Efforts to reduce bezels and notches at the top of smartphones are impeded by one major must-have feature: the front-facing camera. While many Android devices have adopted the “hole punch” over the iconic Apple notch, Google may be headed towards a unique under-display camera.
Reported and illustrated by Lets Go Digital, a new from Google details how the company wants to implement an under-screen camera differently than its competitors.
Under-display cameras as a concept are not new. In January, the ZTE Axon 20 5G became the first handheld to offer an under-display smartphone camera in an attempt to create an uninterrupted main display.
Unfortunately, the camera in the Axon 20 is not particularly good and struggles with image degradation issues that are a direct result of its under-display placement. The technology is young though, and while ZTE certainly tried the first proof of concept, Google looks to iterate and improve.
Since this is a new technology that can be difficult to implement properly, Google seems to have has come up with an interesting solution. The company filed the patent in September of last year for a “full-screen display with a sub-display camera” where the front camera is placed under the screen and an extra display panel is integrated. This would be the OLED panel with the same pixel density as the main screen.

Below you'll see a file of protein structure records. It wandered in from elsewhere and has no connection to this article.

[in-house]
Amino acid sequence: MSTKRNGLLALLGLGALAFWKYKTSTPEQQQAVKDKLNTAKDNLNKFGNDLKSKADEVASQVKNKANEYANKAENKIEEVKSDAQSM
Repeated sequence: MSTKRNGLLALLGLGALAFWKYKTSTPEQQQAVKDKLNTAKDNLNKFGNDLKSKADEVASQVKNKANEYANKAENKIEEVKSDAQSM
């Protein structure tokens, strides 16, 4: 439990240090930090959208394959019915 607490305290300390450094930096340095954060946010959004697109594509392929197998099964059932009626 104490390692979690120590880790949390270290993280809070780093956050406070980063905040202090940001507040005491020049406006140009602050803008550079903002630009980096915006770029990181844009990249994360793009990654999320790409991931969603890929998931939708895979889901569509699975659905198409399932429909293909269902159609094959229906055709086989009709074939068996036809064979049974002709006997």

Samsung has filed a similar patent, however, Google seems to want to integrate the auxiliary display in a different way, where the camera sensor and lens are placed under the screen, with the second screen placed directly opposite the camera, located under the main screen. The system uses a prism or mirror placed between the camera and the auxiliary display as shown in the image above.
When the camera is not being used, the content displayed on the second OLED screen is reflected through the prism on the main display. Once the camera is activated, the prism rotates so that incoming light can reach the camera, allowing the user to take high-quality photos or videos. According to the documentation, the optical module is shielded by a window that is between two and three millimeters in size. The small auxiliary display contains three sensors that could be an ambient sensor, proximity sensor, and/or an IR sensor which could be used for 3D face detection since the company has indicated this feature would return in future models of the Pixel smartphones.
It is believed that the Pixel 7 may be the first model smartphone from the company to feature this new “under the screen” technology, as the Google Pixel 6 is more likely to maintain the status quo on its front-facing cameras while mixing things up a bit with its rear-facing array. That design, which leaked in mid-May, looks to continue the hole-punch solution for its front-facing camera.
That said, the Pixel 6 may be the last smartphone from Google to feature this design choice in lieu of its under-display technology.
Image credits: Renders by Let’s Go Digital and used per the publication’s guidelines.